The demand for subscription video-on-demand services is showing no signs of slowing down.
The amount of time U.S. consumers are spending with those services has risen sharply over the past year, Hub Entertainment Research found in a new study that also looked at areas such as ad-skipping and OTT service account sharing. The ongoing rise in SVOD consumption is due to a combination of consumer aversion to advertising plus an expanding library of quality content, Hub Entertainment Research principal Jon Giegengack said.
And these new options present “relatively low risk” to the consumer given their library sizes alongside monthly costs that don’t break the bank, he added.
Hub, in a TV Redefined study that surveyed 1,608 U.S. TV viewers, found that Hulu is seeing the biggest increase in this area, ahead of SVOD rivals such as Netflix and Amazon Prime.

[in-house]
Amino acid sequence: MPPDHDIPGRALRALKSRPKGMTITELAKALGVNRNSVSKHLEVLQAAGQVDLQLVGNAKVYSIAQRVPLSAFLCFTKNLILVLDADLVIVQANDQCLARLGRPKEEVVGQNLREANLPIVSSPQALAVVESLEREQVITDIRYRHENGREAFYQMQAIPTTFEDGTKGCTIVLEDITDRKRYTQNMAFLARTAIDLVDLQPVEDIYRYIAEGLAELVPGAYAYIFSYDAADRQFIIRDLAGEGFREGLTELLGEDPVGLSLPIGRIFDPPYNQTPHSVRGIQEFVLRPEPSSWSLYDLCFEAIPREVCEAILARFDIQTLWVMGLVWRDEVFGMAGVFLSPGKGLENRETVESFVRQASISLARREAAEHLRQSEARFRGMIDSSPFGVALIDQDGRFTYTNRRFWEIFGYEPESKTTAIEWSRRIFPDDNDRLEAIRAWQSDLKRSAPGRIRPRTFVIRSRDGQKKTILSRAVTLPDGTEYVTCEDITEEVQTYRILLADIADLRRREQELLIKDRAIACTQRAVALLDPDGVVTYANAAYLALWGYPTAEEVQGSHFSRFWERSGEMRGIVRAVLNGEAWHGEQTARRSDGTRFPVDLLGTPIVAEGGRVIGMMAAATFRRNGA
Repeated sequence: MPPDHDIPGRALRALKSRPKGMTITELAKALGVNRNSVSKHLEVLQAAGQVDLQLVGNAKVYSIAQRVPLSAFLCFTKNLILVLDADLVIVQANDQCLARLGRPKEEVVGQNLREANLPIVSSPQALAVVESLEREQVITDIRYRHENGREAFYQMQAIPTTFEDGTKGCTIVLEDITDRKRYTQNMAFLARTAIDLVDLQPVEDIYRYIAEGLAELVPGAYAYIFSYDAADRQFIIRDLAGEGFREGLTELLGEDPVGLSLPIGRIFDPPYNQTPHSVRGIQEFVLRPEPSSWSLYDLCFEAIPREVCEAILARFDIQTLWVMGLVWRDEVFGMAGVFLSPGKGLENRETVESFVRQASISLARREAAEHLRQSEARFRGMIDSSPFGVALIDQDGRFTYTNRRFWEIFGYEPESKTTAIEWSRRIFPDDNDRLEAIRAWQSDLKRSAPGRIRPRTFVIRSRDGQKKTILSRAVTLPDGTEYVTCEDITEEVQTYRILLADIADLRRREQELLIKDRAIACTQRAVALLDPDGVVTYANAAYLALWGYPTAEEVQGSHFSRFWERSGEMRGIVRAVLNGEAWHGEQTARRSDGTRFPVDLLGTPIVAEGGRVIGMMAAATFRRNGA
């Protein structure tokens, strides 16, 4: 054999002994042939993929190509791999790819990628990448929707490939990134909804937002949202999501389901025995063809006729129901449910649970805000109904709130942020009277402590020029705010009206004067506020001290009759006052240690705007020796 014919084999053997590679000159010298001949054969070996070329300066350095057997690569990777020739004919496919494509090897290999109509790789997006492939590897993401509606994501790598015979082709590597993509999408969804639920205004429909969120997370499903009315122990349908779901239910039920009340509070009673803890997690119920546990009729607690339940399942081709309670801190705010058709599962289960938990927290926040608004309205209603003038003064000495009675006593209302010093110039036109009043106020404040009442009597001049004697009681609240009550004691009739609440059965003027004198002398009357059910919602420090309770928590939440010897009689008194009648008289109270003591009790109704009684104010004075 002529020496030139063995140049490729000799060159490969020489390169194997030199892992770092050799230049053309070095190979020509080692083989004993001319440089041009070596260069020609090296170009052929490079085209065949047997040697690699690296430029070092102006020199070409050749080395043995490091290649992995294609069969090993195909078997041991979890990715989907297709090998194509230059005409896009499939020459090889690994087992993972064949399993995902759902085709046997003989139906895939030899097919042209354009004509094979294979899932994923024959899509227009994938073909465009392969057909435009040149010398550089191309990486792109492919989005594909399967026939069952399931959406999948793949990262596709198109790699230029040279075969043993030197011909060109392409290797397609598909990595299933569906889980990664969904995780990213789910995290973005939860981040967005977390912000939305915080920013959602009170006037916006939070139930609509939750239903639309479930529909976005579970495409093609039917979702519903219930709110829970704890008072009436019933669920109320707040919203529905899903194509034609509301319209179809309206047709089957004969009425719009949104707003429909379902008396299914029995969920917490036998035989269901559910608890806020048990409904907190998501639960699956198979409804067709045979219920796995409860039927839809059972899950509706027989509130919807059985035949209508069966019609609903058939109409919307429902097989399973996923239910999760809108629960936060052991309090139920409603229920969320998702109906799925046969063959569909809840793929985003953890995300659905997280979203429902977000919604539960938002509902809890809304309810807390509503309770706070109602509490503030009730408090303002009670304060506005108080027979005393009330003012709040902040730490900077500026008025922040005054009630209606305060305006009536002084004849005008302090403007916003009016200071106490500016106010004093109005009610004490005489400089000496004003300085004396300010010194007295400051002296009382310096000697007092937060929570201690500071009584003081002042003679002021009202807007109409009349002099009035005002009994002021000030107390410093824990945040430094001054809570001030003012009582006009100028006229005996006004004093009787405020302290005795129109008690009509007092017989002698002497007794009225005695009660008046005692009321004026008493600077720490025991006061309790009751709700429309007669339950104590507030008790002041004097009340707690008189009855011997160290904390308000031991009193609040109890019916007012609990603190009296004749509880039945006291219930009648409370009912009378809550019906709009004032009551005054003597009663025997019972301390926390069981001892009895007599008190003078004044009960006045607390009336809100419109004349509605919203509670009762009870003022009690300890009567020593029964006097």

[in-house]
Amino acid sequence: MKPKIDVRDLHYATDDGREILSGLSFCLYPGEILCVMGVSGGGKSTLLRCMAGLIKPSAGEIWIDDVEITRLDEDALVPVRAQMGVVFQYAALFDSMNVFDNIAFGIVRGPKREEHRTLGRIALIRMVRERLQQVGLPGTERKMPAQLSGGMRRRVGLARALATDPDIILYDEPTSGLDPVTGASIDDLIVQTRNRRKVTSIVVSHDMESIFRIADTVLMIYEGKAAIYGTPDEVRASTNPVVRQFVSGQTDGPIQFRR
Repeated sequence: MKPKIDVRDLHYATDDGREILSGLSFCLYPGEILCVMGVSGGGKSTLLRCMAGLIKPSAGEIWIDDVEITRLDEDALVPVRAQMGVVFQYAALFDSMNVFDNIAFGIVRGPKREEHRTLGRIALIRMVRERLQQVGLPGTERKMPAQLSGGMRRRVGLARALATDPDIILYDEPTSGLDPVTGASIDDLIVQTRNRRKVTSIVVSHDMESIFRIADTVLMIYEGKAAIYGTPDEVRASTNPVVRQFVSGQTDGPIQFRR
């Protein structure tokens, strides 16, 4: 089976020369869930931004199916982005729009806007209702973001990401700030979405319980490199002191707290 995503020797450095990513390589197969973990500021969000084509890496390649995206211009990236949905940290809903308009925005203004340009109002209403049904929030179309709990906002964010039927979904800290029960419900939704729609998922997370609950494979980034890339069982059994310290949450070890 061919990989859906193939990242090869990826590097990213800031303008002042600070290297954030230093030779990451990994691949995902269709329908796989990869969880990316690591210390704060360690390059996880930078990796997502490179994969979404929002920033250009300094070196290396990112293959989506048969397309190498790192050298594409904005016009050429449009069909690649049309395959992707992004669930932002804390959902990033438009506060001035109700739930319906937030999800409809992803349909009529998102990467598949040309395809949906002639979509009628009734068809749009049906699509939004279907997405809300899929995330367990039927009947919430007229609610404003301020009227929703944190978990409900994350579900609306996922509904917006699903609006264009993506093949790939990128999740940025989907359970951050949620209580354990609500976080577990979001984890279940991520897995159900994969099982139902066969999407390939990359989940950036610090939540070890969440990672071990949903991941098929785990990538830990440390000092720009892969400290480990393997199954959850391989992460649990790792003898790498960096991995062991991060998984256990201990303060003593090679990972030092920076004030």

Hub also found that consumers tend to embrace platforms that allow ad-skipping, with 86% of DVR users saying they fast-forward through ads, while 27% said they expect shows on a network’s TV Everywhere app to be ad-free. Some 34% said the inability to skip ads in a TVE service is a “major frustration.”
The on-demand trend continues to drive up binge-viewing behaviors.
Sixty-one percent of respondents said they binge view (watch three or more episodes back-to-back) frequently or occasionally, while 44% lean toward compressed season viewing (watching more or all of a season in a short span).
About 43% said they frequently watch a show that lets them watch all episodes at once (simultaneous release).
The study also focused on account sharing, finding that two-thirds of viewers 18 to 34 engaged in the practice, with most saying they both give and receive account credentials.
Netflix is the most-shared account type across all age groups, ahead of HBO Now, Amazon Prime, Hulu or a pay TV account.